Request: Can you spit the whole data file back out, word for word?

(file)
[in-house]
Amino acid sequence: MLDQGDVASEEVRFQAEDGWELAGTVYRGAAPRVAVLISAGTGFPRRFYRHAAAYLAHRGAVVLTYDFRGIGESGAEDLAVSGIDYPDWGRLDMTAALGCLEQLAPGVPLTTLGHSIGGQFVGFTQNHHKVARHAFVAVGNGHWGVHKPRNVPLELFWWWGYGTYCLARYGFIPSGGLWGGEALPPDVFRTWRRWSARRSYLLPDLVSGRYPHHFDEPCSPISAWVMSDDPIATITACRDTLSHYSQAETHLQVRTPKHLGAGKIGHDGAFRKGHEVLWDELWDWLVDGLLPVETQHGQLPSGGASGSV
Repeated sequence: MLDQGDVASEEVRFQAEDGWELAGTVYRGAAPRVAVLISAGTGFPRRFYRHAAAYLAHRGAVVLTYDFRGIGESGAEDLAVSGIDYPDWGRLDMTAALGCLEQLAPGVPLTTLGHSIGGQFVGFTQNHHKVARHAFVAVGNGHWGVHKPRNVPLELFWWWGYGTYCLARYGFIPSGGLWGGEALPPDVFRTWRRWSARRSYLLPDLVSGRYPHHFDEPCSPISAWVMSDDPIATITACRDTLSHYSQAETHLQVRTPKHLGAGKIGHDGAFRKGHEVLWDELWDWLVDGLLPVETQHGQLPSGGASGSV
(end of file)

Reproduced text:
[in-house]
Amino acid sequence: MLDQGDVASEEVRFQAEDGWELAGTVYRGAAPRVAVLISAGTGFPRRFYRHAAAYLAHRGAVVLTYDFRGIGESGAEDLAVSGIDYPDWGRLDMTAALGCLEQLAPGVPLTTLGHSIGGQFVGFTQNHHKVARHAFVAVGNGHWGVHKPRNVPLELFWWWGYGTYCLARYGFIPSGGLWGGEALPPDVFRTWRRWSARRSYLLPDLVSGRYPHHFDEPCSPISAWVMSDDPIATITACRDTLSHYSQAETHLQVRTPKHLGAGKIGHDGAFRKGHEVLWDELWDWLVDGLLPVETQHGQLPSGGASGSV
Repeated sequence: MLDQGDVASEEVRFQAEDGWELAGTVYRGAAPRVAVLISAGTGFPRRFYRHAAAYLAHRGAVVLTYDFRGIGESGAEDLAVSGIDYPDWGRLDMTAALGCLEQLAPGVPLTTLGHSIGGQFVGFTQNHHKVARHAFVAVGNGHWGVHKPRNVPLELFWWWGYGTYCLARYGFIPSGGLWGGEALPPDVFRTWRRWSARRSYLLPDLVSGRYPHHFDEPCSPISAWVMSDDPIATITACRDTLSHYSQAETHLQVRTPKHLGAGKIGHDGAFRKGHEVLWDELWDWLVDGLLPVETQHGQLPSGGASGSV